Who will pay the P2.3-B debts of APO?
There is a move to merge the National Printing Office (NPO) and the Asian Productivity Commission (APO) which is also engaged in printing. The NPO will be absorbed and the APO will be the surviving entity. The problem is that APO is heavily indebted but not contributing anything to the government coffers. It enjoys fiscal autonomy and is not audited by the Commission on Audit. Recently, it was declared a government-owned and -controlled corporation under the newly enacted GOCC law.
There is now a pending case before the regional trial court of Quezon City questioning the personality of APO being a private entity. In fact, its employees are not members of the Government Service Insurance System but of the Social Security System. They are not covered by the Civil Service Law but by the Labor Code. They are not covered by the Salary Standardization Law, and their salaries are higher than those of employees in the government sector. Members of its board of directors receive a salary of P100,000 a month each, exclusive of allowances.
Naturally, employees of the NPO are protesting. They are staging a daily 12 noon to 1 p.m. rally to oppose the impending NPO-APO merger and the abolition of the NPO. Who will pay for the P2.3-billion debt of APO after the administration recognizes it as a GOCC? they ask.
The NPO prints the ballots for our elections as well as other government documents. With the merger and the abolition of the NPO, it would be APO, a private corporation, that will print such documents. Wouldn’t it be risky to have such documents printed by a private entity?
What is clear is that a 110-year-old institution (the former Bureau of Printing) is being abolished in favor of the heavily indebted APO.
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Last July 4, I asked here whether it was wise to reappoint somebody who is facing charges in the Office of the Ombudsman. I was referring to Governor Amado Tetangco of the Bangko Sentral ng Pilipinas (BSP) who was reappointed by President Aquino in spite of charges pending against him. I received a letter from Juan D. de Zuñiga Jr., deputy governor and general counsel of BSP.
“At the outset, we inform you that as of this time, Governor Tetangco has already received his appointment paper and taken his oath,” De Zuñiga said. “And rightly so, notwithstanding the charges filed against him, since pendency of a case is not a ground to disqualify any public official from reappointment. Until a finding of probable cause by the Ombudsman, there is no basis to consider a possible disqualification from appointment/reappointment. If the rule were otherwise, it would be easy to paralyze government by the mere filing of charges against government officials, although flimsy, malicious, or even fabricated.
“We are likewise not aware of any complaint or charge filed by the Commission on Audit (COA) against the BSP or any of its officials for irregular expenditures. The COA even issued an unqualified audit statement on BSP’s financial condition, which means that its operations are in order.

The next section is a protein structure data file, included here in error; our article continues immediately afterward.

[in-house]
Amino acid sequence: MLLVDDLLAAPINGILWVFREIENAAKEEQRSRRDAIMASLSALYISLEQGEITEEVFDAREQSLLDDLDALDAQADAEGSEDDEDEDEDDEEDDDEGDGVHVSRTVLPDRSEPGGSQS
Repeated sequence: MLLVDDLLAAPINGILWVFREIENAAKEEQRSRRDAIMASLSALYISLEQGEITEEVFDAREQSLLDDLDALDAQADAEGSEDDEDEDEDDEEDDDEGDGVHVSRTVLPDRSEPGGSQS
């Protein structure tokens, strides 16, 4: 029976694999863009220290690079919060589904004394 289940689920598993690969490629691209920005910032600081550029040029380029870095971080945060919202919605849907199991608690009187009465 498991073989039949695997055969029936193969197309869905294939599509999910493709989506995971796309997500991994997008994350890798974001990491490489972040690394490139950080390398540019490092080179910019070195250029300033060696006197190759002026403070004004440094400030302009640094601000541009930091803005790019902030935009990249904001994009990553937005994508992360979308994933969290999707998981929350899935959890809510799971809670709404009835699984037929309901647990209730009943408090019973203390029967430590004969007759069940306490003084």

“The alleged non-remittance of dividends and tax evasion are also unfounded. In fact, BSP was acknowledged by Malacañang as the government agency/entity that remitted the highest dividend this year. BSP has already settled its tax cases with the Bureau of Internal Revenue.
“In addition, BSP has been declared as one of the top taxpayers in Quezon City and the City of Manila.
“As regards the allegation of ‘irregular hiring of expensive private lawyers,’ BSP is allowed under its charter to retain external counsels, and we state for the record that BSP’s fee agreements with these counsels are reasonable based on the standards of reputable law firms in the country.”
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Another letter from the BSP, this time from Deputy Governor Diwa C. Gunigundo, on the new generation of banknotes: I had written that a couple of persons had approached me and showed me that the ink of the new currency was running off when rubbed on cloth or paper.
This is Gunigundo’s explanation:
“Let me clarify first that: due to the inherent nature of intaglio printing of our banknotes, a minimal ‘ink run-off’ will be observed; otherwise we cannot achieve the embossing of several features in the banknotes like their denominations. Unlike ordinary offset printing, intaglio printing of banknotes requires printing plates to have much deeper engraving and consequently greater ink consumption to attain the acceptable level of print security. A minimal ‘ink run-off’ is, therefore, an inevitable consequence.
“There is nothing extraordinary about ‘ink run-off’ in real notes. Due to surface height of the fibers in the genuine banknote paper, there is greater tactility and expectedly, more ‘ink run-off’. This is in fact one of the tests to determine whether a note is genuine or not.
“I can therefore assure you that what was shown to you was a real note and ‘ink run-off’ is a natural feature of those real notes. A currency comparison which included that of Hong Kong dollar, US dollar, Singapore dollar and the Euro note had been previously conducted by our printer. Every note had ‘ink run-off’. Fake notes will hardly yield any residue when rubbed.
“Secondly, I would also like to point out that there is no problem with the ink used in printing the new Philippine banknotes. The ink used in the BSP notes is the same as that used in the printing of other currencies worldwide which has become the virtual industry standard. Moreover, the BSP note, like the other currencies, passed the laundry test, i.e., soaking them wet and drying them off. There is no fading of the colors in the note.
“We want to assure the public that the bank-notes issued by BSP meet the high quality standards for banknote printing.”
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